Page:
Everything from video games to surgery soon will advance dramatically
In the next five years, surgeons hundreds of miles from the operating table will perform surgical procedures on patients by remote control.
Full-length feature films will be downloaded onto home computers in a matter of seconds. Videoconferencing will take on holographic forms.
And video games, for better or worse, might move into first place as the country's primary entertainment mode.
Thanks to speeds that will deliver data up to 100 times faster than today's fastest data flow, the future Internet will open the floodgates to a wealth of functions.
Still, other than Intel Corp., most Portland companies seem to be on the sideline as the Internet evolves.
Easy Street Online Services is developing systems to make it easier for gamers to download their wares. And Portland hosts an active wireless Web enclave, as well as several next-gen Internet experts at its local universities.
But local work with the XML computing platform, expected to drive the Internet's development, seems to be lacking. As a result, Portland could miss out on dramatic development opportunities.
'The equivalent of what will happen will be like when we switched from mainframe computing to personal computers in 1984,' said
Intel's Chris Thomas, chief strategist in its market solutions group. 'It will come from more mobility. The next generation explosion will be incredibly powerful.'
The Internet began as a research network for federal labs and universities, but much development of the form ceased in the early 1990s when commercial applications of the Web mushroomed.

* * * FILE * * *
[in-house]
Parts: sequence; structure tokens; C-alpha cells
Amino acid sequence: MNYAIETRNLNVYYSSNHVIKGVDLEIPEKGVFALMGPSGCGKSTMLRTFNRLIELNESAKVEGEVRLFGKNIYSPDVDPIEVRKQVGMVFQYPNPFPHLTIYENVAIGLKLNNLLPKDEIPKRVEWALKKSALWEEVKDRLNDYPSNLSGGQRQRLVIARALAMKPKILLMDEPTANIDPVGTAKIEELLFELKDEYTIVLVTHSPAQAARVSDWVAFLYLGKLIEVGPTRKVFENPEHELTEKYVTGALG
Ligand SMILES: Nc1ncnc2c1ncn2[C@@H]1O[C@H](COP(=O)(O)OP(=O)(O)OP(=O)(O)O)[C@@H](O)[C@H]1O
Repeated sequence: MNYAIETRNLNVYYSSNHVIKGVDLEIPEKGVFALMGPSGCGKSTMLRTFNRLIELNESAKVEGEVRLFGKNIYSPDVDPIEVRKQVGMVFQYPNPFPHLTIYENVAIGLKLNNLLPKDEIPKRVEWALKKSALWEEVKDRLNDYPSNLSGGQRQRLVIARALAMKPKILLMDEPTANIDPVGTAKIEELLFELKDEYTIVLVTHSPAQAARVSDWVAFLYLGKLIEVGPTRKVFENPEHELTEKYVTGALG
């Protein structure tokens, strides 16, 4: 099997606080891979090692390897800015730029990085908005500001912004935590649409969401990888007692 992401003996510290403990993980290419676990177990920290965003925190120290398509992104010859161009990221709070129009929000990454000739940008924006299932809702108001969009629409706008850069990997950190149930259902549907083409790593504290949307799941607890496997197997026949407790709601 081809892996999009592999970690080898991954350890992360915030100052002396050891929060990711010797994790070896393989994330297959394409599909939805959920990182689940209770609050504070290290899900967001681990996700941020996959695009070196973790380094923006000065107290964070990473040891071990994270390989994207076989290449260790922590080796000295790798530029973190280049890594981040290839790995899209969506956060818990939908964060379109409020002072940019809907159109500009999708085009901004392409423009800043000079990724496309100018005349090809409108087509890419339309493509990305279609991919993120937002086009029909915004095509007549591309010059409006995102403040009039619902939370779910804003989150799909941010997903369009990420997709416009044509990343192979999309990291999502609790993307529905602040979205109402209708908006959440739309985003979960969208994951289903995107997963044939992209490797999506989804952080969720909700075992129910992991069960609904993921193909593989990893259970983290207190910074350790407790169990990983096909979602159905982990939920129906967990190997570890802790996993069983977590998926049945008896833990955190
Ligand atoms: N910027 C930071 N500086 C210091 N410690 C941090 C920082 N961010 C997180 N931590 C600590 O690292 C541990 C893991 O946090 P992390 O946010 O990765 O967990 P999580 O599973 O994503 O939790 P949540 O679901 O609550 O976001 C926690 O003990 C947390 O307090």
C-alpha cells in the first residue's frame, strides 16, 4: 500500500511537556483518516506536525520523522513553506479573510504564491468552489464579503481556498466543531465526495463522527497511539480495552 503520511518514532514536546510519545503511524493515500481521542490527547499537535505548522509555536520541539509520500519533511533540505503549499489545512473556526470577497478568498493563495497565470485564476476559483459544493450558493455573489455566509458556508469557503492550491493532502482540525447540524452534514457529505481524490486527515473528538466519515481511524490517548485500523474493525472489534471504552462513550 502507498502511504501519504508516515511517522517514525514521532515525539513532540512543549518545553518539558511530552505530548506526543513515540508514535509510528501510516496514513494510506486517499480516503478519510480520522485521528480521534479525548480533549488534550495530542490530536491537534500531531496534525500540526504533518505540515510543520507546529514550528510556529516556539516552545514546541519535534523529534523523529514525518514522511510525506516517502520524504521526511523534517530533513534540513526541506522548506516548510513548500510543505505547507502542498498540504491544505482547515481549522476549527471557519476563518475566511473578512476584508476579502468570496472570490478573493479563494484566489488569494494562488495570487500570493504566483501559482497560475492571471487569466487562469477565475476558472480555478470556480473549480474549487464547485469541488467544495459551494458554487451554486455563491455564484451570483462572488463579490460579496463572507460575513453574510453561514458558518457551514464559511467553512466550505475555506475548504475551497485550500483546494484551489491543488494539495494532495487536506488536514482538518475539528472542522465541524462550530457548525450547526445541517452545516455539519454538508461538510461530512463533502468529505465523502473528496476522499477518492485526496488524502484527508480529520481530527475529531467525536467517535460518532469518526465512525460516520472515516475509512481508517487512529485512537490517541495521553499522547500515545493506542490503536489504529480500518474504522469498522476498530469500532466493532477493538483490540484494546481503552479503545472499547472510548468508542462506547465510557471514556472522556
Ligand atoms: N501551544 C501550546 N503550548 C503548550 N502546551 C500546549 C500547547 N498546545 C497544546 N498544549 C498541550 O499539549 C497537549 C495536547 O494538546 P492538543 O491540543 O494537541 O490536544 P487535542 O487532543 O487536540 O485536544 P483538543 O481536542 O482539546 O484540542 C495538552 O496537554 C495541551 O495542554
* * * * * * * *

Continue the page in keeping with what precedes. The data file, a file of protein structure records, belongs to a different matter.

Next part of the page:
Which is where Internet2 comes in. Internet2, which runs at speeds as high as 50 times normal broadband cable rates, is a 'parallel' network created for researchers to develop advanced networking applications.
Jere Retzer, executive director of the Northwest Access Exchange, said Internet2 is used strictly to develop new Web uses.
To name one, Internet2 allows for grid computing, or the combining of several computers that collaboratively solve advanced problems, such as those related to genetics and biotech equations.
Along with grid computing, businesses eventually will use the Internet to enable more effective videoconferencing modes. The faster speeds will result in more 'real-time' discussions with fewer technical problems.
One compelling application could come through the development of 'telecubicles,' in which participants see each other projected on holographiclike walls, as opposed to small computer screens.
'The barrier we need to get past on videoconferencing, though, is that people are still a bit shy,' said Joe St. Sauver, the University of Oregon's director of user services and network applications. 'It's a psychological barrier that might not match the technology advances.'
Faster networking speeds also will benefit health care providers. Retzer thinks that doctors can collect medical records more easily because of the Web's increased capacity.